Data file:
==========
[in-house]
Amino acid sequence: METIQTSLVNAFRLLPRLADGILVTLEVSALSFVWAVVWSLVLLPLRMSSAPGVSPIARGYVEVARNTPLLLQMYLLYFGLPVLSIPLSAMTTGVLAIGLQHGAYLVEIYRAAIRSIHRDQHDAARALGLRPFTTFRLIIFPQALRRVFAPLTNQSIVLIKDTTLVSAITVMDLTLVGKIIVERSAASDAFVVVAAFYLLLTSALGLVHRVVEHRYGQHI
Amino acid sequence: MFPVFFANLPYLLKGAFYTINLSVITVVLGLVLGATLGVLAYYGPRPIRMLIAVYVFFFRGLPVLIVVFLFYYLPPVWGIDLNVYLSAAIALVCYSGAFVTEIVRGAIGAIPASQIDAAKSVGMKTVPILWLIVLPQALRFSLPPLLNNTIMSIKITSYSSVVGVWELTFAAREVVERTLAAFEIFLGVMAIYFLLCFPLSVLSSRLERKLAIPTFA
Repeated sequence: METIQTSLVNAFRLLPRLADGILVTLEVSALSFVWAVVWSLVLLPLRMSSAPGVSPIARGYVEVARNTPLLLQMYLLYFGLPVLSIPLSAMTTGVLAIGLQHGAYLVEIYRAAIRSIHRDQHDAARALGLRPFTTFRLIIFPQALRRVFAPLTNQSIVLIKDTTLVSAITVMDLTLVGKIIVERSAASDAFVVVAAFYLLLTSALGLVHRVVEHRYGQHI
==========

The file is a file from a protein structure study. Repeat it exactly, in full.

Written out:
[in-house]
Amino acid sequence: METIQTSLVNAFRLLPRLADGILVTLEVSALSFVWAVVWSLVLLPLRMSSAPGVSPIARGYVEVARNTPLLLQMYLLYFGLPVLSIPLSAMTTGVLAIGLQHGAYLVEIYRAAIRSIHRDQHDAARALGLRPFTTFRLIIFPQALRRVFAPLTNQSIVLIKDTTLVSAITVMDLTLVGKIIVERSAASDAFVVVAAFYLLLTSALGLVHRVVEHRYGQHI
Amino acid sequence: MFPVFFANLPYLLKGAFYTINLSVITVVLGLVLGATLGVLAYYGPRPIRMLIAVYVFFFRGLPVLIVVFLFYYLPPVWGIDLNVYLSAAIALVCYSGAFVTEIVRGAIGAIPASQIDAAKSVGMKTVPILWLIVLPQALRFSLPPLLNNTIMSIKITSYSSVVGVWELTFAAREVVERTLAAFEIFLGVMAIYFLLCFPLSVLSSRLERKLAIPTFA
Repeated sequence: METIQTSLVNAFRLLPRLADGILVTLEVSALSFVWAVVWSLVLLPLRMSSAPGVSPIARGYVEVARNTPLLLQMYLLYFGLPVLSIPLSAMTTGVLAIGLQHGAYLVEIYRAAIRSIHRDQHDAARALGLRPFTTFRLIIFPQALRRVFAPLTNQSIVLIKDTTLVSAITVMDLTLVGKIIVERSAASDAFVVVAAFYLLLTSALGLVHRVVEHRYGQHI